WHITE: What really happened was there was the election of Jovenel Moise, and he was - he got - it was not a popular vote. I think he got something like, I don't know, 28% of the vote in the end. It was a runoff, etc., all quite questionable. And he was put in power and didn't really have much agency with the Haitian people and got less and less as time went on. And then last year in June, he was assassinated. The elected president was assassinated. To this day, we don't know exactly who did it, and there's question marks all over the place and fingers pointing every direction. And even when he was president, the unrest had started, and the gangs started taking power within the cities.

And then after he was assassinated and Henry, the current prime minister, was sworn in, two weeks after he was assassinated, the gangs realized that Henry had even less political backing, if you will, than Moise did. And of course, whenever there's a, you know, a vacuum for power, often, especially in Haiti, bad gangs or groups fill in the gaps. And now that they, you know, the gangs are controlling the supply of water, they're controlling the supply of fuel, which is not getting out, everything is shut down. The schools have shut down. The hospitals have shut down, mostly. The banks are now even shut down, which we've never, ever seen in the past. Transportation is almost nonexistent. So we're in a total chaos situation right now.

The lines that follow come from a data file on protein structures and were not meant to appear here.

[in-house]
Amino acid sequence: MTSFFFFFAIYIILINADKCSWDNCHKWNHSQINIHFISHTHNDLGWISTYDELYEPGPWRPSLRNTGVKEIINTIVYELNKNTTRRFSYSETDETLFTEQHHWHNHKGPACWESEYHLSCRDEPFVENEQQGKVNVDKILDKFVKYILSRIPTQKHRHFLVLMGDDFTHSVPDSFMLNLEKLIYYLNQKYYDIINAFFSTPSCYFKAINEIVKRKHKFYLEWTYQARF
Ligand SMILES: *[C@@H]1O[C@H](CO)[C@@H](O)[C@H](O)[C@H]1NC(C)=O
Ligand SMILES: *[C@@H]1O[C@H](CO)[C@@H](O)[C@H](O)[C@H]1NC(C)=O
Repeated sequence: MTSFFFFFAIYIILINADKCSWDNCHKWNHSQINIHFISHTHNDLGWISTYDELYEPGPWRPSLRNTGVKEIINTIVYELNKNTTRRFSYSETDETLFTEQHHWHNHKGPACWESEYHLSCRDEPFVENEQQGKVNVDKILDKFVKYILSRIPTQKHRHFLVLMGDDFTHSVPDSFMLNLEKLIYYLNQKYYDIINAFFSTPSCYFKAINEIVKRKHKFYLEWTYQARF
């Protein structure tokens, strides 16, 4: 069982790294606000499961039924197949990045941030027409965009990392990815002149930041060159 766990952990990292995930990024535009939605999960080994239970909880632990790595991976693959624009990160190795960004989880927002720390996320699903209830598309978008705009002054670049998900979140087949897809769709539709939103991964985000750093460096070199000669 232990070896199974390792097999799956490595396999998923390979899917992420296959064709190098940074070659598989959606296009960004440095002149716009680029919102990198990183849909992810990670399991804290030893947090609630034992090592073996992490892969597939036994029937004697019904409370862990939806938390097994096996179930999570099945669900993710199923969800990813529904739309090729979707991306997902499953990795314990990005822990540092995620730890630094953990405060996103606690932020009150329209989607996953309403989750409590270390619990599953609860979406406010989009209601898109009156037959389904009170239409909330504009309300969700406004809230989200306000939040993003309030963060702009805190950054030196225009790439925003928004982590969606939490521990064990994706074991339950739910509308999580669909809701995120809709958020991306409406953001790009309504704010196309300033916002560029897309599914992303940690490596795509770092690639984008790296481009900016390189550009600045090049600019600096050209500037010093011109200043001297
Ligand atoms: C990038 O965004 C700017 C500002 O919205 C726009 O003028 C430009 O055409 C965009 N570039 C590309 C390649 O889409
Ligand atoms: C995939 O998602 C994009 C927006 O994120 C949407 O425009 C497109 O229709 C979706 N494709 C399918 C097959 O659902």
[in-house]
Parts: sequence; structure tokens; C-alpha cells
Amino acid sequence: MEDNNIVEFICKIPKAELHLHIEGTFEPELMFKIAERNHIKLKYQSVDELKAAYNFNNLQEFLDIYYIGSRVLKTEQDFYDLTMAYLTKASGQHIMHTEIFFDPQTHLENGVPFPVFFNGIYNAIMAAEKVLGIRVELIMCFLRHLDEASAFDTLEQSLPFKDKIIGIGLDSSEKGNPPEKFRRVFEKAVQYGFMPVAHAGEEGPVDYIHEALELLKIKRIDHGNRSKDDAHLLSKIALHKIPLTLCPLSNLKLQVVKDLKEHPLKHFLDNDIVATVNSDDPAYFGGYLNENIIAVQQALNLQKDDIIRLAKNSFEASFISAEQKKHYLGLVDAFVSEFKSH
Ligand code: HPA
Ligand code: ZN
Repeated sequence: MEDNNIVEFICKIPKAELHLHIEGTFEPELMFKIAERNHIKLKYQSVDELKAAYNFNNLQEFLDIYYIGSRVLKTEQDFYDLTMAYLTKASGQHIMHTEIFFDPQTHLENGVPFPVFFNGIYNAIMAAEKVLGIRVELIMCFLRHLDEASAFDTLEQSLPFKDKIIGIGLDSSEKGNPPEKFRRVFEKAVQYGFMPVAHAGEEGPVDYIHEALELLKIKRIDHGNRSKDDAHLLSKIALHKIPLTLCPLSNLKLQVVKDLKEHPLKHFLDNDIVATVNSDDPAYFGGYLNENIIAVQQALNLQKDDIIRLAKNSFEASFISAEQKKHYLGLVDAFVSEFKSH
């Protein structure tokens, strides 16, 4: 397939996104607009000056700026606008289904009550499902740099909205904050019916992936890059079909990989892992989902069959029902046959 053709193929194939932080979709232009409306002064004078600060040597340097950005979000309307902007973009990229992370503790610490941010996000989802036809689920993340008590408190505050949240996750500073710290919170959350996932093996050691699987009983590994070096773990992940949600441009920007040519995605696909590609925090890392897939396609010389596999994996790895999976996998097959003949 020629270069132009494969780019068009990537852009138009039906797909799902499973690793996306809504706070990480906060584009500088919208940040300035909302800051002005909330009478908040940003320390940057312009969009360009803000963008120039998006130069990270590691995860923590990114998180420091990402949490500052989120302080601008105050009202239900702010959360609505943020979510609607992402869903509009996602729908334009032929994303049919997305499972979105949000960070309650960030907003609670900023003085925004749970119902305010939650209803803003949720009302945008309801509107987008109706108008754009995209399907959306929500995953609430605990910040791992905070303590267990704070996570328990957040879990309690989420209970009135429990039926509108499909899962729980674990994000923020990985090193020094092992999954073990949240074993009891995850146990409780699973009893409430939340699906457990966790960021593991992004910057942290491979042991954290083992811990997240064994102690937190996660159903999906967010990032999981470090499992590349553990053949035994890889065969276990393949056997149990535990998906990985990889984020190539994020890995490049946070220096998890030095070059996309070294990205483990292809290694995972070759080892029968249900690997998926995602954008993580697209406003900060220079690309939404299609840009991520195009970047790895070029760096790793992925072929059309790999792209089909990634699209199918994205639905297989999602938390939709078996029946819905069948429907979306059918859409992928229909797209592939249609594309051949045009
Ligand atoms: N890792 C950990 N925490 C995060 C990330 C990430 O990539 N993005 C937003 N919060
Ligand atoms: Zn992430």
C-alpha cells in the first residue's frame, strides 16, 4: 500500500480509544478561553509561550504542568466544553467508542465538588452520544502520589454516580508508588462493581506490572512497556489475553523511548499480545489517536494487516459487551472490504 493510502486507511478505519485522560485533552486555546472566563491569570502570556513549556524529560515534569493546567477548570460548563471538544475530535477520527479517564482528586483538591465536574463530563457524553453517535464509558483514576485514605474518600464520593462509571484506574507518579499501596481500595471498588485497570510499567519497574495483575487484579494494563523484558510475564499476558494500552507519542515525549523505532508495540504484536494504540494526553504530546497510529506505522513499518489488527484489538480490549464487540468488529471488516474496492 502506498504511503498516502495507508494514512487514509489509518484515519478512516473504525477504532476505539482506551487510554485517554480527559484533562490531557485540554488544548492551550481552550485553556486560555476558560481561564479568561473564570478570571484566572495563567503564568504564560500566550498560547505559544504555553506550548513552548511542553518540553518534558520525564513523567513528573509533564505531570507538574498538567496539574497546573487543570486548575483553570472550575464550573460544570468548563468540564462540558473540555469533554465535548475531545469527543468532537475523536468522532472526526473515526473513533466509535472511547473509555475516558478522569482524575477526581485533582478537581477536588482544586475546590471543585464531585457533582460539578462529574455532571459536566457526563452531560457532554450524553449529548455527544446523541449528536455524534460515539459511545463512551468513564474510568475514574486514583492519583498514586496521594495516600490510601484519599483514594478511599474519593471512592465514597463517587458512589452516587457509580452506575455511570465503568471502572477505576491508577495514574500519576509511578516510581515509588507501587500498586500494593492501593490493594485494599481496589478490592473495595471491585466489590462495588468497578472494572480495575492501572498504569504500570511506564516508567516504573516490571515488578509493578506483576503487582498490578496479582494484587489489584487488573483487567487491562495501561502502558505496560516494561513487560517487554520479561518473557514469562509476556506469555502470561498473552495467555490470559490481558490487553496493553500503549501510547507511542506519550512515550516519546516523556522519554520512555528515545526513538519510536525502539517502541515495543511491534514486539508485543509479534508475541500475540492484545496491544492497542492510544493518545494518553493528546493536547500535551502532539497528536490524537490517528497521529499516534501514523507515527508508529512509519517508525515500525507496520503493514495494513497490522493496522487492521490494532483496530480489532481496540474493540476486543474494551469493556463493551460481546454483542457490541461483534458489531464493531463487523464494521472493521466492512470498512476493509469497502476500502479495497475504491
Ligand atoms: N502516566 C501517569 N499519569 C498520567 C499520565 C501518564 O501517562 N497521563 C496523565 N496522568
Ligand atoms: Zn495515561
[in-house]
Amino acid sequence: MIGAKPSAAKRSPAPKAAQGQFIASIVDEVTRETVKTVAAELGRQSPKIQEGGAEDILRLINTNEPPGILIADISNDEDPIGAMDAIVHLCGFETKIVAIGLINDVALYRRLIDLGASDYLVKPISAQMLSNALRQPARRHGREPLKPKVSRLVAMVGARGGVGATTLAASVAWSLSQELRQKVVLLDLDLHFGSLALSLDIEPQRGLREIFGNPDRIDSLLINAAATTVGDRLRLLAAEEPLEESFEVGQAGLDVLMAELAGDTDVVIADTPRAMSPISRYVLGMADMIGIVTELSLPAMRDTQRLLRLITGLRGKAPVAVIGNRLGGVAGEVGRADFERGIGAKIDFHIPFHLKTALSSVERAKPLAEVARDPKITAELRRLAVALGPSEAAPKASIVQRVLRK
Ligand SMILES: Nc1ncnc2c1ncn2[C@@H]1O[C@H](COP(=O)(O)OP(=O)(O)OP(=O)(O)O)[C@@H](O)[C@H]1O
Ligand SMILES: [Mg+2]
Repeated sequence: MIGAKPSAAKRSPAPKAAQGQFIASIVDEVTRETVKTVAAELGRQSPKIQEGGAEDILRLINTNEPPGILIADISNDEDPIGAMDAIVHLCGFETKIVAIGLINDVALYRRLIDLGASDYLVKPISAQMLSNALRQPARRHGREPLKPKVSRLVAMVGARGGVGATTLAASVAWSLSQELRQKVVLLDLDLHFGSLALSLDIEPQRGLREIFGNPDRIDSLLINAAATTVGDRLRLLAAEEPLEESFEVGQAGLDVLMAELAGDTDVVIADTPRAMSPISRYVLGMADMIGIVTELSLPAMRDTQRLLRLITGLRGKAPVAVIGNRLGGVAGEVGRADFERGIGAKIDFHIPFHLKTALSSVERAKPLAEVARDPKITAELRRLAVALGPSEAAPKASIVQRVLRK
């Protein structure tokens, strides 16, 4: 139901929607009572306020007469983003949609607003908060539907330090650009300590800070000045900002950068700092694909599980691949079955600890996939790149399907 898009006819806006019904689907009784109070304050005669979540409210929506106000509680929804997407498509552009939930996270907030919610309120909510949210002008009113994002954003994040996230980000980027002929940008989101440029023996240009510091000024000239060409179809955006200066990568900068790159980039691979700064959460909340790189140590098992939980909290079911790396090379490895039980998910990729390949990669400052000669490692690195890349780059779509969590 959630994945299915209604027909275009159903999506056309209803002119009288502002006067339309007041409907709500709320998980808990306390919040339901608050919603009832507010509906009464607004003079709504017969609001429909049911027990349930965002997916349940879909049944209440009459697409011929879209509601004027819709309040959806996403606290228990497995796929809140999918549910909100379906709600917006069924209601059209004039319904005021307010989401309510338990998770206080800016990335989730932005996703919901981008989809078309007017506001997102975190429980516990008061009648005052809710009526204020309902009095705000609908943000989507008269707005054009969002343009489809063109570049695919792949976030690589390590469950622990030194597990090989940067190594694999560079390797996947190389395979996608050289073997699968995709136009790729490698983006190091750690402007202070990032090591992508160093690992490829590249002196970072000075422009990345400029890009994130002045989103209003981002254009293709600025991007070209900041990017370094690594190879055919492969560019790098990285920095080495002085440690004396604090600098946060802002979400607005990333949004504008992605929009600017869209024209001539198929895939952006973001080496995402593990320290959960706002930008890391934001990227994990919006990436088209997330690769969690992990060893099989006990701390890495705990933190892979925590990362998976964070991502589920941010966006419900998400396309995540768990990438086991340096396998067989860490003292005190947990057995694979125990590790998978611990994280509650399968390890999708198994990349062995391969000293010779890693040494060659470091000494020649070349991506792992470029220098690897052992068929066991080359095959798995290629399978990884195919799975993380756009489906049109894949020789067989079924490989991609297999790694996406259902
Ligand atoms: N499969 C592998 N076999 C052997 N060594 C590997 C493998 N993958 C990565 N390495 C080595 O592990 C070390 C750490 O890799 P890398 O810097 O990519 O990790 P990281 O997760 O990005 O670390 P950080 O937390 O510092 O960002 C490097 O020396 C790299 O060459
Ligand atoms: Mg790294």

MARTIN: What would a constructive intervention look like, and who has the authority to actually engage that? I mean, it would seem that that's what international bodies like the U.N. peacekeepers, that's what they're for. So what would a constructive engagement look like?